New figures from the London School of Hygiene & Tropical Medicine reveal the country's teenage conception rate has fallen to its lowest level since the 1970s.
Published in The Lancet, the statistics suggest the Teenage Pregnancy Strategy introduced by the then-Labour government in 1999 has been having a positive impact.
The CrossWay Pregnancy Crisis Centre in Twickenham, south-west London, has hailed the research as "good news" but expressed concern too many Christian schools are not providing sex and relationships education classes.
Centre Director, Karen Pitchford, told Premier it is important even young children are helped to make sensible choices about sex and their bodies.
Speaking about parties where alcohol might be involved as one example, Karen said: "You can't protect your children from these situations. They are going to be out in the world.
"They are going to be having to make these decision, so I think it's important that they get information not just from their parents but from other people.
"A lot of what we do is about self-esteem and helping people not give into peer pressure but to make decisions that they want to make [and] actually looking more at having good relationships.
"[When] we teach maths, we start at the bottom and then work gradually up to more complicated maths. It's the same with sex education, really. It's about age-appropriate information ...people learning about life and how to make good choices."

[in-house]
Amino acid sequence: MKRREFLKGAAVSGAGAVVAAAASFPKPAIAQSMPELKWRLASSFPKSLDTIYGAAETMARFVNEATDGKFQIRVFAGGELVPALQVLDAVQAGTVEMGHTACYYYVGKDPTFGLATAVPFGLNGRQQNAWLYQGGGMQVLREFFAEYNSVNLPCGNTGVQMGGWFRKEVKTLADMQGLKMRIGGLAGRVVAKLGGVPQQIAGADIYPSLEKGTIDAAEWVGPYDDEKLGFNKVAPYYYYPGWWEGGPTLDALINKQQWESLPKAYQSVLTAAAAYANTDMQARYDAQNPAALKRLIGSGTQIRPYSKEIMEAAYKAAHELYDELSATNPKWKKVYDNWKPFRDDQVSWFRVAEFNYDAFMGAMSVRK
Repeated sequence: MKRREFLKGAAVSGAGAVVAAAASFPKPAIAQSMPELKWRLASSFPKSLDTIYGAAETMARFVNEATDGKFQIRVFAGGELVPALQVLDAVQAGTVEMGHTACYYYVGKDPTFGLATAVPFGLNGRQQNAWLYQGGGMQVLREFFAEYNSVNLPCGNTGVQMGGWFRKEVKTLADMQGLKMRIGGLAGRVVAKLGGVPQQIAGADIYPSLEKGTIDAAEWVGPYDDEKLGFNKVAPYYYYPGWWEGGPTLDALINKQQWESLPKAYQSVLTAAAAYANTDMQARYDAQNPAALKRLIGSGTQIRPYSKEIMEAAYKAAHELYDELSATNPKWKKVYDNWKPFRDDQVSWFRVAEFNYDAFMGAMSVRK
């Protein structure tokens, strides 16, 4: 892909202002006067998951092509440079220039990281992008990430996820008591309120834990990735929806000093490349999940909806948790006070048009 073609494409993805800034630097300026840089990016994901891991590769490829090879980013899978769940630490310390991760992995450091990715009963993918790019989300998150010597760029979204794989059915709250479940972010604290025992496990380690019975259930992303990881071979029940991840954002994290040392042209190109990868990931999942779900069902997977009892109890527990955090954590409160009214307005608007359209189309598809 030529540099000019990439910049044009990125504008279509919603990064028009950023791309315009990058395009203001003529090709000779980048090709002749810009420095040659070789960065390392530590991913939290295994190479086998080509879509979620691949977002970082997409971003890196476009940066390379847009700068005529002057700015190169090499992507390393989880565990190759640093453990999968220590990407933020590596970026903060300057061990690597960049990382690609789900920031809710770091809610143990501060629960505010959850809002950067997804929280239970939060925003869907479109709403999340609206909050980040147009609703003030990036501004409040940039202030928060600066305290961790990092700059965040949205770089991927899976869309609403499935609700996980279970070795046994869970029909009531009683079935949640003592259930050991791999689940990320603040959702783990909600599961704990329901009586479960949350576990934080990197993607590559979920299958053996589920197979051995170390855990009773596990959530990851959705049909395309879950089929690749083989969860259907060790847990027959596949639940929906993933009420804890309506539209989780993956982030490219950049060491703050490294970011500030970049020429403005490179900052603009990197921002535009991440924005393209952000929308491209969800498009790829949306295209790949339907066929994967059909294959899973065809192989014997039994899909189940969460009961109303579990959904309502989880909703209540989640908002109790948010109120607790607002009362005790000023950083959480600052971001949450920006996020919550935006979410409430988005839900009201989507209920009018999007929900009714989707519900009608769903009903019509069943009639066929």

The findings show the rate of pregnancies among under 18's across England peaked in 1998 and fall at a moderate pace until 2006, before a more steep decline.
Lead-researcher Professor Kaye Wellings said: "As young people globally spend longer in education and settle with a partner later, we're now seeing a near universal trend towards fewer early pregnancies.
"But the more striking decline in under-18 maternities in England compared with other European countries, and its close link with government investment in reducing teenage pregnancy rates, appears to reflect the intensive and sustained efforts of the strategy to address the problem by changing social norms and increasing access to education and reliable contraception."
You can click here to hear Karen Pitchford from the CrossWay Pregnancy Crisis Centre in Twickenham speaking with Premier's Aaron James here.